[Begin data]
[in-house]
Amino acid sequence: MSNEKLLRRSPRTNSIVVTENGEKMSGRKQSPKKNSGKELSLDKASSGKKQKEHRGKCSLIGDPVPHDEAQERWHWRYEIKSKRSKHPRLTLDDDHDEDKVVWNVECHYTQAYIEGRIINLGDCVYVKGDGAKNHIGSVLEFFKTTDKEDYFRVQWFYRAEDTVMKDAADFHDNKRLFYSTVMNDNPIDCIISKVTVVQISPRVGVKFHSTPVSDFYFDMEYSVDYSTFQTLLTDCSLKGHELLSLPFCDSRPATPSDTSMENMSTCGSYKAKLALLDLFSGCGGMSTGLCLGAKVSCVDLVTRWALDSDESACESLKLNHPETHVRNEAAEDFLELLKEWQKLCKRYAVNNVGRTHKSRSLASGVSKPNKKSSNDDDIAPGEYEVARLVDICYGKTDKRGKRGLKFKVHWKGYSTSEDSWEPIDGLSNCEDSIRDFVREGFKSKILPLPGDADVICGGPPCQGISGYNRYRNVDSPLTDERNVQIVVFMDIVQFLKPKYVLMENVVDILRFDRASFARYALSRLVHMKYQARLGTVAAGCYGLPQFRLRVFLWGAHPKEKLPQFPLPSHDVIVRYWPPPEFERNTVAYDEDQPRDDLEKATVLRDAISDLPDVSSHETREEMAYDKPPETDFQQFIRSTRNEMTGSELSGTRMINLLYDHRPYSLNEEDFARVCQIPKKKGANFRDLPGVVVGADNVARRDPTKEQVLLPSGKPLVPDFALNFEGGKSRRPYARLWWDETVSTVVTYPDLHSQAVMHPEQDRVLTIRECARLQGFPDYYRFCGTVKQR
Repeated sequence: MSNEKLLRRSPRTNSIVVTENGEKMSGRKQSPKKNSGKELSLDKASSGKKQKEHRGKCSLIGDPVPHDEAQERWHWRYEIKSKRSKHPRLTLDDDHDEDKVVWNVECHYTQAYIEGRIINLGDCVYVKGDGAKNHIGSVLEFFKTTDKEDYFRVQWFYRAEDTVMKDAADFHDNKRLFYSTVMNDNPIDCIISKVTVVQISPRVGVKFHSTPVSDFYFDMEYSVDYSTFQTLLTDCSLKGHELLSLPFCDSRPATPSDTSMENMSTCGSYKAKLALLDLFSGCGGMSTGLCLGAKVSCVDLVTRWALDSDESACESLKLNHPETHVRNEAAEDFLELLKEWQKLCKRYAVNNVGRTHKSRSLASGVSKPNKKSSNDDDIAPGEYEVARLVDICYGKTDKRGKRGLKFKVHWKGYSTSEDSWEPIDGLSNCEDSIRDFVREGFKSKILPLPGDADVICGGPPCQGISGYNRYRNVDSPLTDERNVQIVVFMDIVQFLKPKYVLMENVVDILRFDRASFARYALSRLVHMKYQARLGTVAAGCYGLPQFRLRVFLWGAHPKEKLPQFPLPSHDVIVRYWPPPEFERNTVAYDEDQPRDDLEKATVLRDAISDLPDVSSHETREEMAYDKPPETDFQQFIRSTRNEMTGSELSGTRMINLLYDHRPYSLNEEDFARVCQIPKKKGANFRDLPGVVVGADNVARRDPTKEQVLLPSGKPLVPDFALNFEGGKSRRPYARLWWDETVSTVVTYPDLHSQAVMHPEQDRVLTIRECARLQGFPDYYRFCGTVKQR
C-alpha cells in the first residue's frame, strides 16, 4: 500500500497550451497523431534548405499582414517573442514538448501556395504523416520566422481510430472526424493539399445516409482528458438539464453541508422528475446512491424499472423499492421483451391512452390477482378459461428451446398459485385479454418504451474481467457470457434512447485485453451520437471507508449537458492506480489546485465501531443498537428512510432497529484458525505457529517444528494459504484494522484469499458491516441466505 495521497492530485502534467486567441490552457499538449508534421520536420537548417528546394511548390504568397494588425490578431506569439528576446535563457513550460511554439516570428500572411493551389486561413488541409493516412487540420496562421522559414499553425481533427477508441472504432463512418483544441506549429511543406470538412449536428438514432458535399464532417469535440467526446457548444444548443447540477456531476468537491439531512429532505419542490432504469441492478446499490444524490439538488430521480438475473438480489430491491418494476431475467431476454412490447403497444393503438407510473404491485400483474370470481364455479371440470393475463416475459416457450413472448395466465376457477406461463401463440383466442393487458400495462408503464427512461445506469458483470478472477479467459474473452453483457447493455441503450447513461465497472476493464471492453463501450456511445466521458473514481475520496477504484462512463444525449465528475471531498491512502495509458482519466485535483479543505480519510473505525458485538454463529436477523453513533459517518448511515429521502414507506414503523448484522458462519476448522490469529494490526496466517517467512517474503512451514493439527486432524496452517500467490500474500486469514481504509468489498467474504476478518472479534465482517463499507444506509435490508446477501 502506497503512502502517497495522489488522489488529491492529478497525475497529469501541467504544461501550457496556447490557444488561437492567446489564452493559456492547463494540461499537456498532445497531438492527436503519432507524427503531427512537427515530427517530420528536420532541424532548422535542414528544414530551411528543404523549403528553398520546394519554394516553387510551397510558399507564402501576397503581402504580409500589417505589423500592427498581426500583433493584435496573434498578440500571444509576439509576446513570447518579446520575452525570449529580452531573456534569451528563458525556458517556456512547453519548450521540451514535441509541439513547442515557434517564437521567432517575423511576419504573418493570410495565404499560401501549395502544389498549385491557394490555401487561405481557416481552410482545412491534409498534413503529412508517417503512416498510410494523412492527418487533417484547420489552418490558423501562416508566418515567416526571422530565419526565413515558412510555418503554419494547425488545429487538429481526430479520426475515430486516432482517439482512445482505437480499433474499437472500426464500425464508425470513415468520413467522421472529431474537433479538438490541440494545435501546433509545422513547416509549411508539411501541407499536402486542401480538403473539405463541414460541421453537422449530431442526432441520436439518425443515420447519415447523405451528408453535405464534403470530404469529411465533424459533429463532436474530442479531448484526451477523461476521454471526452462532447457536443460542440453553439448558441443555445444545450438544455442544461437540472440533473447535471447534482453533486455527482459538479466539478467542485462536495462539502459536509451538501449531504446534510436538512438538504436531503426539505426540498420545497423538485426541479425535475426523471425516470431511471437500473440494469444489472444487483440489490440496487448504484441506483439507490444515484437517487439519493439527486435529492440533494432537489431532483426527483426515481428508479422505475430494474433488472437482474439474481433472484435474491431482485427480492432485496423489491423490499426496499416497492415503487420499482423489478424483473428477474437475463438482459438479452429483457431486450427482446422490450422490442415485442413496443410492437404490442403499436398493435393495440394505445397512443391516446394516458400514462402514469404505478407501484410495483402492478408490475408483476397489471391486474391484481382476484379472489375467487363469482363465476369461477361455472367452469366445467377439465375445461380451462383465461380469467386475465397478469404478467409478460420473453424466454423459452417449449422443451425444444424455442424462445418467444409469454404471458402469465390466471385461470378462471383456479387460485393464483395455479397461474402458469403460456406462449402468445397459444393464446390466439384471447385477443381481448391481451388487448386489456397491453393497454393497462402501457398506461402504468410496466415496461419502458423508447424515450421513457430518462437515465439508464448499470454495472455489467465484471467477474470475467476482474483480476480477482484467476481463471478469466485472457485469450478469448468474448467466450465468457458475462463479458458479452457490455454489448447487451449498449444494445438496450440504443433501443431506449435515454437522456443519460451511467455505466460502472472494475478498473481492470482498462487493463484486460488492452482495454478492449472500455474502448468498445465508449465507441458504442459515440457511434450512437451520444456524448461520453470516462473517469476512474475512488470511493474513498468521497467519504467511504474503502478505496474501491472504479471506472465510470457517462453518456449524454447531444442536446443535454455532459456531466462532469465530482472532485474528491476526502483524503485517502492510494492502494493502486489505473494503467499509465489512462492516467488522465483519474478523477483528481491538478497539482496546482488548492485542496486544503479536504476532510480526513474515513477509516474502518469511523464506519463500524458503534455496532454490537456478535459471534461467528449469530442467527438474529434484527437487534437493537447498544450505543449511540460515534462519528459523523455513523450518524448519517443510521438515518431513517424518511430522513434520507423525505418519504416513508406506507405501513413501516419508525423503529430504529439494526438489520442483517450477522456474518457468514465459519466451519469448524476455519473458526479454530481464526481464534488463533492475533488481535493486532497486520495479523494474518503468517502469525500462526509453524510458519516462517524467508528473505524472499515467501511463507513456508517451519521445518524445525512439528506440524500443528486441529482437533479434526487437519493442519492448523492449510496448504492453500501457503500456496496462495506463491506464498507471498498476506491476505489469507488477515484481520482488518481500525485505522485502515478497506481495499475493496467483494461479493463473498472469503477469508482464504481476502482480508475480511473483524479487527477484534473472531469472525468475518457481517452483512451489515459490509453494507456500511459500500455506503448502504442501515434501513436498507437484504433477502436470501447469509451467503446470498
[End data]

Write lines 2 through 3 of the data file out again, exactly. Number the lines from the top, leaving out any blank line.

Amino acid sequence: MSNEKLLRRSPRTNSIVVTENGEKMSGRKQSPKKNSGKELSLDKASSGKKQKEHRGKCSLIGDPVPHDEAQERWHWRYEIKSKRSKHPRLTLDDDHDEDKVVWNVECHYTQAYIEGRIINLGDCVYVKGDGAKNHIGSVLEFFKTTDKEDYFRVQWFYRAEDTVMKDAADFHDNKRLFYSTVMNDNPIDCIISKVTVVQISPRVGVKFHSTPVSDFYFDMEYSVDYSTFQTLLTDCSLKGHELLSLPFCDSRPATPSDTSMENMSTCGSYKAKLALLDLFSGCGGMSTGLCLGAKVSCVDLVTRWALDSDESACESLKLNHPETHVRNEAAEDFLELLKEWQKLCKRYAVNNVGRTHKSRSLASGVSKPNKKSSNDDDIAPGEYEVARLVDICYGKTDKRGKRGLKFKVHWKGYSTSEDSWEPIDGLSNCEDSIRDFVREGFKSKILPLPGDADVICGGPPCQGISGYNRYRNVDSPLTDERNVQIVVFMDIVQFLKPKYVLMENVVDILRFDRASFARYALSRLVHMKYQARLGTVAAGCYGLPQFRLRVFLWGAHPKEKLPQFPLPSHDVIVRYWPPPEFERNTVAYDEDQPRDDLEKATVLRDAISDLPDVSSHETREEMAYDKPPETDFQQFIRSTRNEMTGSELSGTRMINLLYDHRPYSLNEEDFARVCQIPKKKGANFRDLPGVVVGADNVARRDPTKEQVLLPSGKPLVPDFALNFEGGKSRRPYARLWWDETVSTVVTYPDLHSQAVMHPEQDRVLTIRECARLQGFPDYYRFCGTVKQR
Repeated sequence: MSNEKLLRRSPRTNSIVVTENGEKMSGRKQSPKKNSGKELSLDKASSGKKQKEHRGKCSLIGDPVPHDEAQERWHWRYEIKSKRSKHPRLTLDDDHDEDKVVWNVECHYTQAYIEGRIINLGDCVYVKGDGAKNHIGSVLEFFKTTDKEDYFRVQWFYRAEDTVMKDAADFHDNKRLFYSTVMNDNPIDCIISKVTVVQISPRVGVKFHSTPVSDFYFDMEYSVDYSTFQTLLTDCSLKGHELLSLPFCDSRPATPSDTSMENMSTCGSYKAKLALLDLFSGCGGMSTGLCLGAKVSCVDLVTRWALDSDESACESLKLNHPETHVRNEAAEDFLELLKEWQKLCKRYAVNNVGRTHKSRSLASGVSKPNKKSSNDDDIAPGEYEVARLVDICYGKTDKRGKRGLKFKVHWKGYSTSEDSWEPIDGLSNCEDSIRDFVREGFKSKILPLPGDADVICGGPPCQGISGYNRYRNVDSPLTDERNVQIVVFMDIVQFLKPKYVLMENVVDILRFDRASFARYALSRLVHMKYQARLGTVAAGCYGLPQFRLRVFLWGAHPKEKLPQFPLPSHDVIVRYWPPPEFERNTVAYDEDQPRDDLEKATVLRDAISDLPDVSSHETREEMAYDKPPETDFQQFIRSTRNEMTGSELSGTRMINLLYDHRPYSLNEEDFARVCQIPKKKGANFRDLPGVVVGADNVARRDPTKEQVLLPSGKPLVPDFALNFEGGKSRRPYARLWWDETVSTVVTYPDLHSQAVMHPEQDRVLTIRECARLQGFPDYYRFCGTVKQR